Besides the skiing, the fun has also been grooming the trails. A wise skier who grooms told me at the start of the ski season that grooming can become an end in itself. To a certain extent it has for me. Groomed trails have the look of a Japanese garden. I enjoy the aesthetics created by the contrast of groomed snow and the untouched surface along the edge.

The original plan was to stop grooming at the equinox. Most of the trails still have 12”-18” of packed base. The skiing is still fun and so is the grooming so the new plan is to keep at it until it is impractical to keep going.

The end is getting close.

Sugaring and Castor Oil

Thursday, March 17th, 2011

All season long my clothes have reeked with the acrid and pungent scent of two-stroke exhaust. The smell has permeated the leather of my Sorrell’s making the rancid odor ever present when keeping my feet warm. The heat ducting in vehicles directs the warm air at our feet. This rise in temperature drives out even more of the latent smell of burned oil and the fan distributes the stench throughout the passenger area. It is awful and almost enough to cause me to reconsider if I wish to continue grooming the trails.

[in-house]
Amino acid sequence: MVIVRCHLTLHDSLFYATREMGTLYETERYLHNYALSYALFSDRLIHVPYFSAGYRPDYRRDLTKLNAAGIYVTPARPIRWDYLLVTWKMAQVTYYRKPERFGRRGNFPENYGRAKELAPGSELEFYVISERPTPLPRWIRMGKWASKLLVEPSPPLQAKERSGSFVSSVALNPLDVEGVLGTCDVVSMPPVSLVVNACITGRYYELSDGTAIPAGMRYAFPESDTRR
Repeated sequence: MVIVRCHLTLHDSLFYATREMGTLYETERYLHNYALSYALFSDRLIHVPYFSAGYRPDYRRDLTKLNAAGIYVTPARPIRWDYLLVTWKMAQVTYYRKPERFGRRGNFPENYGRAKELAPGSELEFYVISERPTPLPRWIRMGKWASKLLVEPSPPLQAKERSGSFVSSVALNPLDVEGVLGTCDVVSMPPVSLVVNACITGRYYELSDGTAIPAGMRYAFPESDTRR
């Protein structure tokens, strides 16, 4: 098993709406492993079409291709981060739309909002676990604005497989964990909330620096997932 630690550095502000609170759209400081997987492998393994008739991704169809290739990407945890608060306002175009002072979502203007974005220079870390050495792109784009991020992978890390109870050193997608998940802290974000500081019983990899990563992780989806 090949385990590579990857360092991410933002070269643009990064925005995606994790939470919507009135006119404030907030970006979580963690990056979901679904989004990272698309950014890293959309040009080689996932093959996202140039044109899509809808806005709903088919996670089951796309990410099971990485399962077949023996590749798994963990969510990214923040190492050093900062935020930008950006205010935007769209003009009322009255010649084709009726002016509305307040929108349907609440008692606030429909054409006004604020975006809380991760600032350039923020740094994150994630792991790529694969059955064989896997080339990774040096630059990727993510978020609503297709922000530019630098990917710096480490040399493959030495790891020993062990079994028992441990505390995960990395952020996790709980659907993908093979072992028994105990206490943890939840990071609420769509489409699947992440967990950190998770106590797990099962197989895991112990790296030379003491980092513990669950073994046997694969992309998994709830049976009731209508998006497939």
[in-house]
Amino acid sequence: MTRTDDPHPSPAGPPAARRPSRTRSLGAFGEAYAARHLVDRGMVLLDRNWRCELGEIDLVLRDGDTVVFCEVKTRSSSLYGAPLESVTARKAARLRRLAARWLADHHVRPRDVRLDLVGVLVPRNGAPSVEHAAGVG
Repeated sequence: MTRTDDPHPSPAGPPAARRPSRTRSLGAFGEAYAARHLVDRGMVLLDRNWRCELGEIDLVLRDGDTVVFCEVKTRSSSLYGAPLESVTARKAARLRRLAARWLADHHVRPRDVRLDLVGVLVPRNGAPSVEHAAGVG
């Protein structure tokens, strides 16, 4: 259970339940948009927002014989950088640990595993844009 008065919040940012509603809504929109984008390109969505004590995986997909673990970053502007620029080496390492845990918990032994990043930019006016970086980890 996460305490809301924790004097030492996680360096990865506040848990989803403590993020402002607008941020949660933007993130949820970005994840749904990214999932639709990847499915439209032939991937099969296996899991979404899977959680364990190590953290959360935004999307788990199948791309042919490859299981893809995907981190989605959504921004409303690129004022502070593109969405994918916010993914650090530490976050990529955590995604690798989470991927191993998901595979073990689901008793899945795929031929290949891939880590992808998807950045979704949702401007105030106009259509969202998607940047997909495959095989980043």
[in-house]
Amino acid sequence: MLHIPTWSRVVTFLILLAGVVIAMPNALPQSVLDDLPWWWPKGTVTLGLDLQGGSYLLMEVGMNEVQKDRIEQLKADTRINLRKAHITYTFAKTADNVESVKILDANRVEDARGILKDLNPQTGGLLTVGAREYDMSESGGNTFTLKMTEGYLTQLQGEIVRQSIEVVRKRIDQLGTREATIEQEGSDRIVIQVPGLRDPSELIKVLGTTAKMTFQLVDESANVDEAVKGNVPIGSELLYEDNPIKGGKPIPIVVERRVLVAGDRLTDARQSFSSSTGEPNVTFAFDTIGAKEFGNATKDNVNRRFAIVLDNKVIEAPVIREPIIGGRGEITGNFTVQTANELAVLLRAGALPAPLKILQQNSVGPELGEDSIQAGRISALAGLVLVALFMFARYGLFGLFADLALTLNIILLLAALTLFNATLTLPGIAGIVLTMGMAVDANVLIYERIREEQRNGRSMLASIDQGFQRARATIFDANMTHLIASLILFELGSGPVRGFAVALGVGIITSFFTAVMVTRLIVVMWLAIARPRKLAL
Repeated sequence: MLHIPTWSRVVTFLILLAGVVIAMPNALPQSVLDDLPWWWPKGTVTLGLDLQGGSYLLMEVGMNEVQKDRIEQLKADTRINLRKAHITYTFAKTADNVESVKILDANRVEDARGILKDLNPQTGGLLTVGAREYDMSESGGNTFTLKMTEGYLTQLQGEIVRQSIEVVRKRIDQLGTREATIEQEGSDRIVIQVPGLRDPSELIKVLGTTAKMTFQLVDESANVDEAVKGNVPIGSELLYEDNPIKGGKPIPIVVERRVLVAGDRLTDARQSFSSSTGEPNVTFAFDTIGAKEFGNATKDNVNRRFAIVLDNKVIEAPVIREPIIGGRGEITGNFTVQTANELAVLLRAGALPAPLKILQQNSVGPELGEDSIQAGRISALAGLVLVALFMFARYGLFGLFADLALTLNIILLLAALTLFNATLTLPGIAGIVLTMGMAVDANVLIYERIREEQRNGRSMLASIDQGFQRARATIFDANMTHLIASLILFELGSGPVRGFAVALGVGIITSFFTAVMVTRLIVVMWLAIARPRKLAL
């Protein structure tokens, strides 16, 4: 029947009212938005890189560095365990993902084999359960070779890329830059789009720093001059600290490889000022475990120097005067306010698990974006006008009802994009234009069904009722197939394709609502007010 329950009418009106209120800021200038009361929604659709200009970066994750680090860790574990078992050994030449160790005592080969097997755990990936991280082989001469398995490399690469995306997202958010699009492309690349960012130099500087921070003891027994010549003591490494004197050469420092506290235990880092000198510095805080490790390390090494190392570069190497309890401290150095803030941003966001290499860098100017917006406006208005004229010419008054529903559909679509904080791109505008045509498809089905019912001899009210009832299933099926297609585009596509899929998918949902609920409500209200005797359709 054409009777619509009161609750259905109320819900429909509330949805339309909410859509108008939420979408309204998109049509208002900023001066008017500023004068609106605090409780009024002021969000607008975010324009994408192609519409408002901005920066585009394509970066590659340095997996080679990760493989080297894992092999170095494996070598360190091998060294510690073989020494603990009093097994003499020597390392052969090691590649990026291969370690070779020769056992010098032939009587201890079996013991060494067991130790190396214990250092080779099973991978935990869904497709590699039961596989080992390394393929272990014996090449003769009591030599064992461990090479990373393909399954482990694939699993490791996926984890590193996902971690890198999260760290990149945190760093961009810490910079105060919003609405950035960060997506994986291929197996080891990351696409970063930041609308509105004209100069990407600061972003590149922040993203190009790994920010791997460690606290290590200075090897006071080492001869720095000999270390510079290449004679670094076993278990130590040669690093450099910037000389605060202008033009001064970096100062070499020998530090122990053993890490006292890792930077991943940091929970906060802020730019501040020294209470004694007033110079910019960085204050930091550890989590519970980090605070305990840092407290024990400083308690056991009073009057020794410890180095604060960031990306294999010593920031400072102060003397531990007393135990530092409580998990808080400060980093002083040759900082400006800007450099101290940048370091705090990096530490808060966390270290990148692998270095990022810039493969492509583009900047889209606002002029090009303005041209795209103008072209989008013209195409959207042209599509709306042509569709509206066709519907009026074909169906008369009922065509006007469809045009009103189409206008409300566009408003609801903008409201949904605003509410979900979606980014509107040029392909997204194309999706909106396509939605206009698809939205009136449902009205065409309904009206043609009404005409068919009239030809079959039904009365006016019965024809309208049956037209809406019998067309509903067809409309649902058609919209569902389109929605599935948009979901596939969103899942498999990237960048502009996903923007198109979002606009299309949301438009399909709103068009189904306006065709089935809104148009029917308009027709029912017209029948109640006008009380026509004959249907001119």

A 4-stroke engine will smell better but is financially not an option. There are two- stroke oils available made specifically to combat the problem of foul smelling exhaust. So far, Klotz has been the most tolerable. The exhaust smells very similar to soap. Better but not ideal. Admittedly, the smell of castor oil is pleasing to my senses. A wisp of burned castor oil brings back memories of model airplane engines along with days spent watching the Black Baron fight aerial duels with Sir Percy Goodfellow high above the Old Rhinebeck Aerodrome. The rotary engines used in WWI aircraft were lubricated with castor oil. Castor oil is pressed from the castor bean. This oil is used medicinally as a laxative and to induce labor. As a lubricant, castor oil is unmatched by modern synthetics and is the lube of choice for most people involved with motor racing powered by a two-stroke mill.The hassle with Castor oil is it must be mixed with the fuel and, being a natural product, it can turn rancid. In snow machines there is the danger of the mixed castor oil dropping out of suspension in very cold weather.